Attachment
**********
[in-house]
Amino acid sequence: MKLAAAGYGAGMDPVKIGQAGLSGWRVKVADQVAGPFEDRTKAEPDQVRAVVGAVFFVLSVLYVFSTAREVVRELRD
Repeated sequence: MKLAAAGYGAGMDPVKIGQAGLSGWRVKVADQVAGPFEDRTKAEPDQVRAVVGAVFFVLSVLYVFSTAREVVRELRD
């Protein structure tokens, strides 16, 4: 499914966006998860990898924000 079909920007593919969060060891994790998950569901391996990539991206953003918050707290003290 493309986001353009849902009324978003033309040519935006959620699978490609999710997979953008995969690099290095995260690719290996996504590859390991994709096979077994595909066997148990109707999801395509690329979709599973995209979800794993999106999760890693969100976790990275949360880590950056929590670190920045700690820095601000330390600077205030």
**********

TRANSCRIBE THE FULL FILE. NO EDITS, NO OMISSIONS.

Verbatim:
[in-house]
Amino acid sequence: MKLAAAGYGAGMDPVKIGQAGLSGWRVKVADQVAGPFEDRTKAEPDQVRAVVGAVFFVLSVLYVFSTAREVVRELRD
Repeated sequence: MKLAAAGYGAGMDPVKIGQAGLSGWRVKVADQVAGPFEDRTKAEPDQVRAVVGAVFFVLSVLYVFSTAREVVRELRD
């Protein structure tokens, strides 16, 4: 499914966006998860990898924000 079909920007593919969060060891994790998950569901391996990539991206953003918050707290003290 493309986001353009849902009324978003033309040519935006959620699978490609999710997979953008995969690099290095995260690719290996996504590859390991994709096979077994595909066997148990109707999801395509690329979709599973995209979800794993999106999760890693969100976790990275949360880590950056929590670190920045700690820095601000330390600077205030």